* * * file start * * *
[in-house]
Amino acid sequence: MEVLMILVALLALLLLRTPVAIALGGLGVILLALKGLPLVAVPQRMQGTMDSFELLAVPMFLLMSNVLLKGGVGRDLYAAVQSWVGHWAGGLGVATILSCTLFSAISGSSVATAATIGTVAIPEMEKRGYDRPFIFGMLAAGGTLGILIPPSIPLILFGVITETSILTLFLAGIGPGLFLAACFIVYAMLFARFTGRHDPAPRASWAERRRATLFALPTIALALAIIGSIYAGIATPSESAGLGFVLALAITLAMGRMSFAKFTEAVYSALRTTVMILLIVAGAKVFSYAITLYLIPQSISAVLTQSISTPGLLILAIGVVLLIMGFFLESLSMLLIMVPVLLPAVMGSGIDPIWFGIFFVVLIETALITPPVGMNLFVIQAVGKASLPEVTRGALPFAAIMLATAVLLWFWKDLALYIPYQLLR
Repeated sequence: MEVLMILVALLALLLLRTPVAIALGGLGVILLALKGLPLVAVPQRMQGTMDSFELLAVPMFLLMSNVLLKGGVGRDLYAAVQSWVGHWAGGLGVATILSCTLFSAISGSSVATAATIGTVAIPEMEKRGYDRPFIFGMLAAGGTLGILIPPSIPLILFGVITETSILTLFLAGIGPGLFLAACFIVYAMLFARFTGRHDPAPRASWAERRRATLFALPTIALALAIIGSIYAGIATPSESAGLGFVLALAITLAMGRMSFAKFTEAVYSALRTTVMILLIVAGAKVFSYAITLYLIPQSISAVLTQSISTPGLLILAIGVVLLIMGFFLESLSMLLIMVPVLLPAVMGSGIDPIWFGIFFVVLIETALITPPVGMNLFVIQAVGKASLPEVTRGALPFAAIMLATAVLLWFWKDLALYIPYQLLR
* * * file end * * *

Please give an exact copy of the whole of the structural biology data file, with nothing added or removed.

[in-house]
Amino acid sequence: MEVLMILVALLALLLLRTPVAIALGGLGVILLALKGLPLVAVPQRMQGTMDSFELLAVPMFLLMSNVLLKGGVGRDLYAAVQSWVGHWAGGLGVATILSCTLFSAISGSSVATAATIGTVAIPEMEKRGYDRPFIFGMLAAGGTLGILIPPSIPLILFGVITETSILTLFLAGIGPGLFLAACFIVYAMLFARFTGRHDPAPRASWAERRRATLFALPTIALALAIIGSIYAGIATPSESAGLGFVLALAITLAMGRMSFAKFTEAVYSALRTTVMILLIVAGAKVFSYAITLYLIPQSISAVLTQSISTPGLLILAIGVVLLIMGFFLESLSMLLIMVPVLLPAVMGSGIDPIWFGIFFVVLIETALITPPVGMNLFVIQAVGKASLPEVTRGALPFAAIMLATAVLLWFWKDLALYIPYQLLR
Repeated sequence: MEVLMILVALLALLLLRTPVAIALGGLGVILLALKGLPLVAVPQRMQGTMDSFELLAVPMFLLMSNVLLKGGVGRDLYAAVQSWVGHWAGGLGVATILSCTLFSAISGSSVATAATIGTVAIPEMEKRGYDRPFIFGMLAAGGTLGILIPPSIPLILFGVITETSILTLFLAGIGPGLFLAACFIVYAMLFARFTGRHDPAPRASWAERRRATLFALPTIALALAIIGSIYAGIATPSESAGLGFVLALAITLAMGRMSFAKFTEAVYSALRTTVMILLIVAGAKVFSYAITLYLIPQSISAVLTQSISTPGLLILAIGVVLLIMGFFLESLSMLLIMVPVLLPAVMGSGIDPIWFGIFFVVLIETALITPPVGMNLFVIQAVGKASLPEVTRGALPFAAIMLATAVLLWFWKDLALYIPYQLLR